Homeopathy amazes me by the number of otherwise intelligent people that believe in it. Some others do too, such as the UK’s Minister for Health Jeremy Hunt. How he keeps such a job while advocating such beliefs is a mystery.
Homeopathy is total nonsense. Proper scientists agree that it doesn’t work. There is no reliable scientific evidence for it, and no means by which it could possibly work other than invoking a placebo effect. It supposedly relies on dilution of some agent to such a point that not a single molecule of that agent remains.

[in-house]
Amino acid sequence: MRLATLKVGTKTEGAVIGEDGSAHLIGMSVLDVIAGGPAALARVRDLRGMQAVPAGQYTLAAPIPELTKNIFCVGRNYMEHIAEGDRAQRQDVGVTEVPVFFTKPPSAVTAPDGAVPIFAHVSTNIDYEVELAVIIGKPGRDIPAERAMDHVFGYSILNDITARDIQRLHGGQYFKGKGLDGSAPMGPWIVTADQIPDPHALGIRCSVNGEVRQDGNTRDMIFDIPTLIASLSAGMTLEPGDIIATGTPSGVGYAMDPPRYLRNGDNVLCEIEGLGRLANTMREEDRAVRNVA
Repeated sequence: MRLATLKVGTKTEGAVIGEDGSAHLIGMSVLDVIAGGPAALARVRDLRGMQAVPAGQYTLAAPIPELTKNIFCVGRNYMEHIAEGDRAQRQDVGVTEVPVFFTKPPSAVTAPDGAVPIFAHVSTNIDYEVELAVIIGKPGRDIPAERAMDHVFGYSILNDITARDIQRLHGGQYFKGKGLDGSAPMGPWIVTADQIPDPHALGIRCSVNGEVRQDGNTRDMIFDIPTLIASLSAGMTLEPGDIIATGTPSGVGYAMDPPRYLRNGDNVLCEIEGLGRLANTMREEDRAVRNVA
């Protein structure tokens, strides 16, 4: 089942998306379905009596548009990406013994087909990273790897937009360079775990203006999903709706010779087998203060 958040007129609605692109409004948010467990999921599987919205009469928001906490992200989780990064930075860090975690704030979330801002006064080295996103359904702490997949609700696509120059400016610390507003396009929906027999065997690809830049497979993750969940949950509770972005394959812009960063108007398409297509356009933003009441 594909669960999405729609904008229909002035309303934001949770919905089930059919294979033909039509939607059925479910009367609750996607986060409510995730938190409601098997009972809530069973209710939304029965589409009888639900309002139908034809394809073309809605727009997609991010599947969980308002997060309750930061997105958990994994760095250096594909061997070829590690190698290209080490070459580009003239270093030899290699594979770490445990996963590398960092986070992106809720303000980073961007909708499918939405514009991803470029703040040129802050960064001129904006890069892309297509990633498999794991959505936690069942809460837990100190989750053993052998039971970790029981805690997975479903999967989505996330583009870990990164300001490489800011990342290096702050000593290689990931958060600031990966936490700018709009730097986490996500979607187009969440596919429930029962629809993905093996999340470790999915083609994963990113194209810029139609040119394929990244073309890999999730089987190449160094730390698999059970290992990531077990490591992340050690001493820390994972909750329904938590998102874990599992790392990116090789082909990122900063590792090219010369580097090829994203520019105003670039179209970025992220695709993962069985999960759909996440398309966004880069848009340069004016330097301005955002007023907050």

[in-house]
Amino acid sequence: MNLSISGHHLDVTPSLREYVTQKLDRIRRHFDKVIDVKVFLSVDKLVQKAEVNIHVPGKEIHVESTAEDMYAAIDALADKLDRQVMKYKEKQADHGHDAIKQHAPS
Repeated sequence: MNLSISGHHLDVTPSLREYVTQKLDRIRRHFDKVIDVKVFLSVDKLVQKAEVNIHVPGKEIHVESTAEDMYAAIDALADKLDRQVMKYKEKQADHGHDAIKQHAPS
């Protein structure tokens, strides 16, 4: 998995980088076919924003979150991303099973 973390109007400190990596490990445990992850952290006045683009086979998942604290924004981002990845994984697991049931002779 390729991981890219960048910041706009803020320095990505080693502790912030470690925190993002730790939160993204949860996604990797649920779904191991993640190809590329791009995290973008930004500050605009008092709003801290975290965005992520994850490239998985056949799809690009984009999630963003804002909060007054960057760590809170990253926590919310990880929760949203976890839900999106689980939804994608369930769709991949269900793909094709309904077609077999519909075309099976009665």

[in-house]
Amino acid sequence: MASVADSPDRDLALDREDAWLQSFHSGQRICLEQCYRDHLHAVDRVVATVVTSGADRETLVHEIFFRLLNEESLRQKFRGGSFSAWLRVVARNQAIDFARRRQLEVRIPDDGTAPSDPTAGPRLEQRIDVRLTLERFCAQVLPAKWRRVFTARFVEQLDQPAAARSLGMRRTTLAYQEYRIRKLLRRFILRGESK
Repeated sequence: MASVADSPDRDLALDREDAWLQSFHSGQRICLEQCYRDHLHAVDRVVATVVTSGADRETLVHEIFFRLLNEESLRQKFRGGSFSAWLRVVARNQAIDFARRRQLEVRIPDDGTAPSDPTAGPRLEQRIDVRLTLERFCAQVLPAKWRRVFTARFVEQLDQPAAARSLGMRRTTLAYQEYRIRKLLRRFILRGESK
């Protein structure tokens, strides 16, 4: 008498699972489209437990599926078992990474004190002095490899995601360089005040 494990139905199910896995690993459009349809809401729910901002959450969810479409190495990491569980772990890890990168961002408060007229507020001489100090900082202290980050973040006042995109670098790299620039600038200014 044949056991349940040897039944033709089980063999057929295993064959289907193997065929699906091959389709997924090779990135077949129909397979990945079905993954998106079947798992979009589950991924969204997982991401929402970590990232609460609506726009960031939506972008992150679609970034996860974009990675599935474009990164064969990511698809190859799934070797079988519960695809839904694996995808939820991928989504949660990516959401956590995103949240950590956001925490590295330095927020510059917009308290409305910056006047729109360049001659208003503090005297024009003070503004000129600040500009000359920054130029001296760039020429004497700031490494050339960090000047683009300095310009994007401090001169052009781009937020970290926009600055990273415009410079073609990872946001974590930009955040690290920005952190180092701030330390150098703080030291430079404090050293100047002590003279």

If you believe in it, try this thought experiment, or do it for real if you prefer. Either way it will be at least as effective and much cheaper than paying for homeopathic treatment: collect a small bottle of seawater next time you go to a beach, preferably not at a sewage outfall (if you don’t live near the sea, best do the thought experiment). Seawater is of course a very highly diluted solution of anything that has ever flowed into it, including waste remedies from homeopathists at the various stages of dilution, so presumably every drop of it would work for all of the possible ailments that homeopathy can be used for, except that one drop will cover all of them, so it’s far better. So add a tiny drop of the seawater to a glass of fresh water and drink it – no more than that in case your local seawater is polluted. The glass of water must have the same molecular entanglement or quantum interconnectedness or magic or whatever it is as every possible homeopathic remedy and therefore cure every possible thing that homeopathy can cure. Treatment complete. Spend your savings on something more useful. If you have a real ailment, go and see a real doctor.